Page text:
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Old 2013-03-11, 20:25   Link #241
Kirarakim
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I think it is interesting the people who say they watched everything when they first got into anime.

I never tried to watch everything. I first stuck to what was on TV (Adult Swim and Toonami) or what friends gave me in college. I downloaded a few fansubs but not many at first. My choices were random (a lot of times based on reviews I read at Anime Academy, so I have that site to thank for forming my early anime opinions).

It was only in 2006 that I started following the ongoing anime season through fansubs. I remember 2006 pretty clearly I watched Haruhi, Ouran High School Host Club, and the 2nd season of Honey and Clover).

But even with fansubs and a high speed Internet connection, I never thought I must watch everything. I was the same as I am now, I only watched what sounded good to me.

I never thought every anime title was going to be a masterpiece. Even when I just started watching stuff I found series I highly disliked but I never thought I had to like everything to be an anime fan. I also figure there is no rush, so why do I need to watch everything now?

Right now I am following 7 current shows (and watching an older classic on the side). I think that is plenty. I don't expect to watch or love every show each season. If there are just a few I enjoy then that is enough for me. I have other things to do and interests besides watching anime (even though anime is a pretty significant hobby for me).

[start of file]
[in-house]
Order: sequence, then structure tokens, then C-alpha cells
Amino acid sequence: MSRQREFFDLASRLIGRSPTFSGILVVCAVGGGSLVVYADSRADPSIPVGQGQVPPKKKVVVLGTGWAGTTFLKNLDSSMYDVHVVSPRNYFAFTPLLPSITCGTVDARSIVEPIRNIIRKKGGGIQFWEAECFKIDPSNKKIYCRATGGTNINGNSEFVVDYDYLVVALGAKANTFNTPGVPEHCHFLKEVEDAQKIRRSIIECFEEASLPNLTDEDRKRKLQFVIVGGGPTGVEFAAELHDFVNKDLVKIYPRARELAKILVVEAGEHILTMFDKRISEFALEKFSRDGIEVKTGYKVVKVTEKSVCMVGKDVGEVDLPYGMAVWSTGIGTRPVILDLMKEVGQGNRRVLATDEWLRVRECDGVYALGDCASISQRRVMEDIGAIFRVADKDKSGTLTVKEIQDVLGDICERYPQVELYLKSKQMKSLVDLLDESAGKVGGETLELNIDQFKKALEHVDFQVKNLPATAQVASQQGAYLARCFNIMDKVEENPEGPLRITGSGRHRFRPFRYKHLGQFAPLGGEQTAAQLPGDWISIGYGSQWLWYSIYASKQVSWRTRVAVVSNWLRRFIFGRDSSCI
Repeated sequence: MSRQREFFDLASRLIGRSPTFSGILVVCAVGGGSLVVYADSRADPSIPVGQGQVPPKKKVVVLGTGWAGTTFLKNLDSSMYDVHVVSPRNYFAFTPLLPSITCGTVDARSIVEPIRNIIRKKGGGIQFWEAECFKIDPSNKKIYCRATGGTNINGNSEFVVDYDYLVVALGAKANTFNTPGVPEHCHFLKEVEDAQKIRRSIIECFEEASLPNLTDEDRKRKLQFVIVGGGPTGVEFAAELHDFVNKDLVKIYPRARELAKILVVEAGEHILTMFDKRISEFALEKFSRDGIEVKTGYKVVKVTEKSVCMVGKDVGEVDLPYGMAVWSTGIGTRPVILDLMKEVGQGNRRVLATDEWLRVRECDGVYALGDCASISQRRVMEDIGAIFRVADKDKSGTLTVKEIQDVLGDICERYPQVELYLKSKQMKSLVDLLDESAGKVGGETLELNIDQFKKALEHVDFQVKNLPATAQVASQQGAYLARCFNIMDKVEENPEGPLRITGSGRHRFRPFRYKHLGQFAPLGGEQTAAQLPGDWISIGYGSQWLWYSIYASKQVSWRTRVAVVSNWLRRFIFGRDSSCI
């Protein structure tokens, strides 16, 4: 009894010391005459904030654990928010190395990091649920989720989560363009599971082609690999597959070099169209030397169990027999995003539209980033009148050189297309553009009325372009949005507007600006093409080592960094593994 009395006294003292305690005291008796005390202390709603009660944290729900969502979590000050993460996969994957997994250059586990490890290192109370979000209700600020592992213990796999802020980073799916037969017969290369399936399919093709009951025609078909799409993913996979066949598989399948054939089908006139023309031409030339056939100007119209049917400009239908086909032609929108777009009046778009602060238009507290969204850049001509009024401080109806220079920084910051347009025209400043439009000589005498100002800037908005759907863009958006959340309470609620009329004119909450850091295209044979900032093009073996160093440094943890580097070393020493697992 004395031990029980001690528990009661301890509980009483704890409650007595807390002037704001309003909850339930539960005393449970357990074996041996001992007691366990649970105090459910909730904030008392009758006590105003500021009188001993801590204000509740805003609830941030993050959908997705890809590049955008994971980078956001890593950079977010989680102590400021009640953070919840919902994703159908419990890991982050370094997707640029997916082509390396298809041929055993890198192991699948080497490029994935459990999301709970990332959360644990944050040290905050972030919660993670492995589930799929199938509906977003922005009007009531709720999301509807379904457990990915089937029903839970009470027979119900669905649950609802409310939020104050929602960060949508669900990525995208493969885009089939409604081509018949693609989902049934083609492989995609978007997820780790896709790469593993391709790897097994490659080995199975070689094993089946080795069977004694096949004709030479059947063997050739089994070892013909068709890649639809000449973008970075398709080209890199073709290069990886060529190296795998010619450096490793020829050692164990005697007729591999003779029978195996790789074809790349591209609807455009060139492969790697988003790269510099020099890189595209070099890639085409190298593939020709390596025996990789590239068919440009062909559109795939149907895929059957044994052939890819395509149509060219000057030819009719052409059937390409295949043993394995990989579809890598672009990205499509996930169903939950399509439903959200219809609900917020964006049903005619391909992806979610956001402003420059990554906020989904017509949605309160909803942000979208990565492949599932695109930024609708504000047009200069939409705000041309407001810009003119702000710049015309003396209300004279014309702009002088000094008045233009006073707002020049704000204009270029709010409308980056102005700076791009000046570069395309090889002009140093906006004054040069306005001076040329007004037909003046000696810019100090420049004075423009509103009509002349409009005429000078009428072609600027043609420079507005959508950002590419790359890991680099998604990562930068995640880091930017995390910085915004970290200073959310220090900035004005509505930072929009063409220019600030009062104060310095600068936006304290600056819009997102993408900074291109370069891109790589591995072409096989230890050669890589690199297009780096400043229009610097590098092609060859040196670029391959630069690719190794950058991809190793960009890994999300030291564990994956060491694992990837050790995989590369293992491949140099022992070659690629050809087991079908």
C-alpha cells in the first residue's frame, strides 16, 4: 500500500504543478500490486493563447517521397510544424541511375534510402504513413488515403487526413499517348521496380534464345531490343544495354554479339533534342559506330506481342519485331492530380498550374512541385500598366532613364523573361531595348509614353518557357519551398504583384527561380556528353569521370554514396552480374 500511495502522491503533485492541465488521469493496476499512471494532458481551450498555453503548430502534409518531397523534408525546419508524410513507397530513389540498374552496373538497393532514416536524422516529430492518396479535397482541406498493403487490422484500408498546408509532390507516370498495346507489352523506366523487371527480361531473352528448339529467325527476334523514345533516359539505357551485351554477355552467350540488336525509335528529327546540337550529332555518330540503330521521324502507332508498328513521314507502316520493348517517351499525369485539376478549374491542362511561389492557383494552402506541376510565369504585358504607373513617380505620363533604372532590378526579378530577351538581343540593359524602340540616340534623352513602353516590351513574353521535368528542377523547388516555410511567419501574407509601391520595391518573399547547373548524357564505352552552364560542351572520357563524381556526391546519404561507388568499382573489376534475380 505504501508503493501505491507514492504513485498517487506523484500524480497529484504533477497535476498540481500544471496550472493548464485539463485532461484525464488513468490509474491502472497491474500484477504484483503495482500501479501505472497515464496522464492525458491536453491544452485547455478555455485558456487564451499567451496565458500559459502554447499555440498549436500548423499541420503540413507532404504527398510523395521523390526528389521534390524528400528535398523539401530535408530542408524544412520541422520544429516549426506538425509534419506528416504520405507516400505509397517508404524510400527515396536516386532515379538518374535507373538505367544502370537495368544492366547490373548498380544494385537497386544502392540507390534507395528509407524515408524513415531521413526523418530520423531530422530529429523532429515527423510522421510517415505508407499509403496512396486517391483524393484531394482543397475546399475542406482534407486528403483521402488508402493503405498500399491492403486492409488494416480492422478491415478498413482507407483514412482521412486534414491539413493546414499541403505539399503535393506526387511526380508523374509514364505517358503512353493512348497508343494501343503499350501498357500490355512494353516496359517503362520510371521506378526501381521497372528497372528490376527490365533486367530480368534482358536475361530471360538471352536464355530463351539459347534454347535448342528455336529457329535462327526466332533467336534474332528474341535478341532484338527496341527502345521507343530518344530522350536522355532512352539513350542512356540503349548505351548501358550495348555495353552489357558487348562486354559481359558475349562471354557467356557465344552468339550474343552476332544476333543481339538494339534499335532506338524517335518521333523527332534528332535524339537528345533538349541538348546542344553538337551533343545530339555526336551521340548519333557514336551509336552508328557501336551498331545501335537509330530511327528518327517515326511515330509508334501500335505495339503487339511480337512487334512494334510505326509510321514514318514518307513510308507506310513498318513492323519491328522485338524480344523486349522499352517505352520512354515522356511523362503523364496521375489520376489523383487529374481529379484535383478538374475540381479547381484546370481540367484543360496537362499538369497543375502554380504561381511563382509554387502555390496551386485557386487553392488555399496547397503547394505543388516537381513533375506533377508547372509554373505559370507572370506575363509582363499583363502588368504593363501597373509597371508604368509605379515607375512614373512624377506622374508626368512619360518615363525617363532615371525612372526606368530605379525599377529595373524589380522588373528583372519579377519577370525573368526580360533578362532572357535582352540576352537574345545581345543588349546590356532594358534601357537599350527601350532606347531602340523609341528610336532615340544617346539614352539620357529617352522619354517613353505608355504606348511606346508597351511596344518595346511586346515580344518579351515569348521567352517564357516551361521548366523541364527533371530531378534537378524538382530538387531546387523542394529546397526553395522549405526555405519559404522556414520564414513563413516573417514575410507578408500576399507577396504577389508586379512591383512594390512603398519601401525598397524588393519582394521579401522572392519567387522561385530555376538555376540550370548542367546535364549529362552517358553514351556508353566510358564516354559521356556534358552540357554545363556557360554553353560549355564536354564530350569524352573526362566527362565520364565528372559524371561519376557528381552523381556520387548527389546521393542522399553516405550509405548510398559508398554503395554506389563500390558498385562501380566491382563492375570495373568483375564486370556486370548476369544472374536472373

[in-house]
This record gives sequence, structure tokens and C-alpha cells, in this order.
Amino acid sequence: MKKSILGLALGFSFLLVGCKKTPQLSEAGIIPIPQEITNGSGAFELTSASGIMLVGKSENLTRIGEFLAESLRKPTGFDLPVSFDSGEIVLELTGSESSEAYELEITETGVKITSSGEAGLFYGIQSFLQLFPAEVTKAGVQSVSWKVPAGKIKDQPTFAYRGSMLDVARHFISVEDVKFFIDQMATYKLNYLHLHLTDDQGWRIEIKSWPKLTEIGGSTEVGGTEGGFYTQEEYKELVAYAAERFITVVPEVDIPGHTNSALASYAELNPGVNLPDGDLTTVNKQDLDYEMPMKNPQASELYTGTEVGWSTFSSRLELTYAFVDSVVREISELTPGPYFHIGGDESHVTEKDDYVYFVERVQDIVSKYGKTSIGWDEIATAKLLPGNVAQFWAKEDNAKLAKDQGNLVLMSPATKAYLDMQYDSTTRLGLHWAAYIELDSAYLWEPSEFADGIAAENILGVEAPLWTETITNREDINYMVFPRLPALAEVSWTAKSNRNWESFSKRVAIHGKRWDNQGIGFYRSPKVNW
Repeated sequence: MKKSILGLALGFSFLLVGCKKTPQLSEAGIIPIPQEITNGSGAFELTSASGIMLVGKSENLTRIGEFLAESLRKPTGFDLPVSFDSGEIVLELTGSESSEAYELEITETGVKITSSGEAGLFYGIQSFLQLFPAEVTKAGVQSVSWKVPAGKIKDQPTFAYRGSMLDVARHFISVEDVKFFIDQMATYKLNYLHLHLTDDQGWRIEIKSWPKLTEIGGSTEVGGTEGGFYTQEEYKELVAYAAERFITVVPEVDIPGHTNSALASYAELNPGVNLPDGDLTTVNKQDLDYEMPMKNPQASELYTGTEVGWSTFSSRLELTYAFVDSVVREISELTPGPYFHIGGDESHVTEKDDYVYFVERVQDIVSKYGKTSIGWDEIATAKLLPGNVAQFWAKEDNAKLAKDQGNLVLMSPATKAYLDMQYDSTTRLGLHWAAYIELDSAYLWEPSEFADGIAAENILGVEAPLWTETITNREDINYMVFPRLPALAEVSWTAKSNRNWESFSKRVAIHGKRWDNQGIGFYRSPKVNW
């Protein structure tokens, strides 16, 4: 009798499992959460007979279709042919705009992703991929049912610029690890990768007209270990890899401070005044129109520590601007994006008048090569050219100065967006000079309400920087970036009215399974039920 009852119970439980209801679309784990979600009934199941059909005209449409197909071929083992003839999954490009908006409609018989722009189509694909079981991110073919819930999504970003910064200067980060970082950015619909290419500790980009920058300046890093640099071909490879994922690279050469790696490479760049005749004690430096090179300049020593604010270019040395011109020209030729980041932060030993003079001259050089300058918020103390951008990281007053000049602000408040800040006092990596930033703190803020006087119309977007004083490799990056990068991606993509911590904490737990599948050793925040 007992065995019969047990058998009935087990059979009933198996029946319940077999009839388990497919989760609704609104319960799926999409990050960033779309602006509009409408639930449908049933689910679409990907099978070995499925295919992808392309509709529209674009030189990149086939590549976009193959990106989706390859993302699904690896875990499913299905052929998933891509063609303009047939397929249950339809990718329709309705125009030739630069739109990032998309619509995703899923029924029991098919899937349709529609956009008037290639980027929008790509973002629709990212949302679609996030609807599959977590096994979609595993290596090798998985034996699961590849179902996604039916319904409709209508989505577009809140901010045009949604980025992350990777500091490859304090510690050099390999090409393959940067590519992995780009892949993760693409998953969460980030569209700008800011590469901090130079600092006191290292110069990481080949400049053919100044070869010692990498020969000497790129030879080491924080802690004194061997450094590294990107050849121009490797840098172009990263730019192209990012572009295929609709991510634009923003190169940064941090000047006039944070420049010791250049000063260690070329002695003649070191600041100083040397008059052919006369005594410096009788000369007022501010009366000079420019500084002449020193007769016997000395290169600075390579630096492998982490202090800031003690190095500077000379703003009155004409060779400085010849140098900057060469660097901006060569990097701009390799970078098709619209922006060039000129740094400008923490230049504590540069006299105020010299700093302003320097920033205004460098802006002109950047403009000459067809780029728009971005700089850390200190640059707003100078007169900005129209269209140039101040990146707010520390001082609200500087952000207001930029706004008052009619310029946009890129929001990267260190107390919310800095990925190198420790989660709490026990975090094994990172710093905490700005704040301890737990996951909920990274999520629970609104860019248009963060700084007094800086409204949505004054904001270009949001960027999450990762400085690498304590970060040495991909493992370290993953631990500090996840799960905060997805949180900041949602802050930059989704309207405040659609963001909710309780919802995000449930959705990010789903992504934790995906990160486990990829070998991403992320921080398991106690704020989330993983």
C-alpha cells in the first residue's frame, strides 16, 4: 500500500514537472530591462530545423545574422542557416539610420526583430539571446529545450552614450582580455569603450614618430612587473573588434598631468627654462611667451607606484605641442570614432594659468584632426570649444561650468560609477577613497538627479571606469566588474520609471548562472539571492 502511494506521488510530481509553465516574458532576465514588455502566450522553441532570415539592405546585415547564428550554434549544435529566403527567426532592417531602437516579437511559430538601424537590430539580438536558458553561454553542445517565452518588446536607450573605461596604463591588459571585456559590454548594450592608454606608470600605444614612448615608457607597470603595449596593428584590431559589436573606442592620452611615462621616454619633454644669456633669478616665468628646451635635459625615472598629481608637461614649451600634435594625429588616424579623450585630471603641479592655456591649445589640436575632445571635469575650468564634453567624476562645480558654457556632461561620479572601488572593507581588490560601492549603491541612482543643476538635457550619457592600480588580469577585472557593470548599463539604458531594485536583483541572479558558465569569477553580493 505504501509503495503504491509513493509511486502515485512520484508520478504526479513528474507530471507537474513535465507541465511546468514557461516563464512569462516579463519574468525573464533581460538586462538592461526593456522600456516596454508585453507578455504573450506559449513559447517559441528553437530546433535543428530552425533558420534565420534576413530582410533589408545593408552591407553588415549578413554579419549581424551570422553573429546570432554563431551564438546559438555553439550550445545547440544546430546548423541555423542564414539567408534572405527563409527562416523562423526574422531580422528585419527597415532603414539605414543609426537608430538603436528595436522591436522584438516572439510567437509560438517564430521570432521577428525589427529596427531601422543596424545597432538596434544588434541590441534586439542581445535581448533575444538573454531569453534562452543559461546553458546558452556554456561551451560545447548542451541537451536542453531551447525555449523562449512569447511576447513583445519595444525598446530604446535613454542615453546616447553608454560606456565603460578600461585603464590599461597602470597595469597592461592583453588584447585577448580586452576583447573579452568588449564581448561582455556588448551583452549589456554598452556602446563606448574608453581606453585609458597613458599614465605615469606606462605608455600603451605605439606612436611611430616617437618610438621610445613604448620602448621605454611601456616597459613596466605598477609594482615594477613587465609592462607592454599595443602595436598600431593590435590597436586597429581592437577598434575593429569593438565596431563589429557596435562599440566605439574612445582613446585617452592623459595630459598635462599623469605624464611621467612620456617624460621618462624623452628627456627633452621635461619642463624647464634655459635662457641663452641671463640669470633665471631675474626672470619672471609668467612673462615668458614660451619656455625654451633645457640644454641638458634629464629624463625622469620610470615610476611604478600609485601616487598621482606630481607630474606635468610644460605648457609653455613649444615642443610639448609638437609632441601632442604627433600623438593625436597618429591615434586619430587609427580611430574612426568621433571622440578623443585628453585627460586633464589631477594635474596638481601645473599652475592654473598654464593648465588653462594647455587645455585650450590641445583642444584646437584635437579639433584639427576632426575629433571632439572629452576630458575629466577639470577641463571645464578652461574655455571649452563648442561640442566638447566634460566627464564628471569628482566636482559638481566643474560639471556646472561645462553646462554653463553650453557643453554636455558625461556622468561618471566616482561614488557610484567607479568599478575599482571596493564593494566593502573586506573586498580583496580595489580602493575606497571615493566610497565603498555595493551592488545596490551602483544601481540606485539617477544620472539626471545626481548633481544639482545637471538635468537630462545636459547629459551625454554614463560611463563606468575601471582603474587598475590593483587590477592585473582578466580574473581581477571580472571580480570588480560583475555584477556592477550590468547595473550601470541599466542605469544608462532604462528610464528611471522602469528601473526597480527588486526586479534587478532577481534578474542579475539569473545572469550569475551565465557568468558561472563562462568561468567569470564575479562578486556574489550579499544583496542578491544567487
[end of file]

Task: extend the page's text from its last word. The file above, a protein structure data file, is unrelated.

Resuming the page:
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Old 2013-03-12, 00:44   Link #242
Reckoner
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I most definitely never watched everything when I became an anime fan. In fact I used to be way pickier and watched less per season that I do now, even if I don't necessarily view today's anime as any better. This is mostly because I became comfortable with more genres of anime and was able to enjoy a greater variety of titles. My taste is far more expanded than it was say 5-6 years ago.

Last edited by Reckoner; 2013-03-12 at 03:30.
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Old 2013-03-12, 01:50   Link #243
aohige
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I actually watch very little ongoing anime, but my log of DVDs keep growing. You know, "I'll get to watching it one day" pile.
I figure I'll probably die of old age before I watch all that crap, but then again, once I'm retired I should have enough time! .... if I live that long that is.

I will never stop reading manga though.
I'm much more of a manga guy, have been for nearly thirty years.
Compared to anime, manga can stay a much longer hobby for a Japanese male.
(of course, tastes change over the course of years, the older I get, the more I appreciate many of the seinen manga that I would have found "boring" in my youth. Same with enka music, it's like our "geezer music" )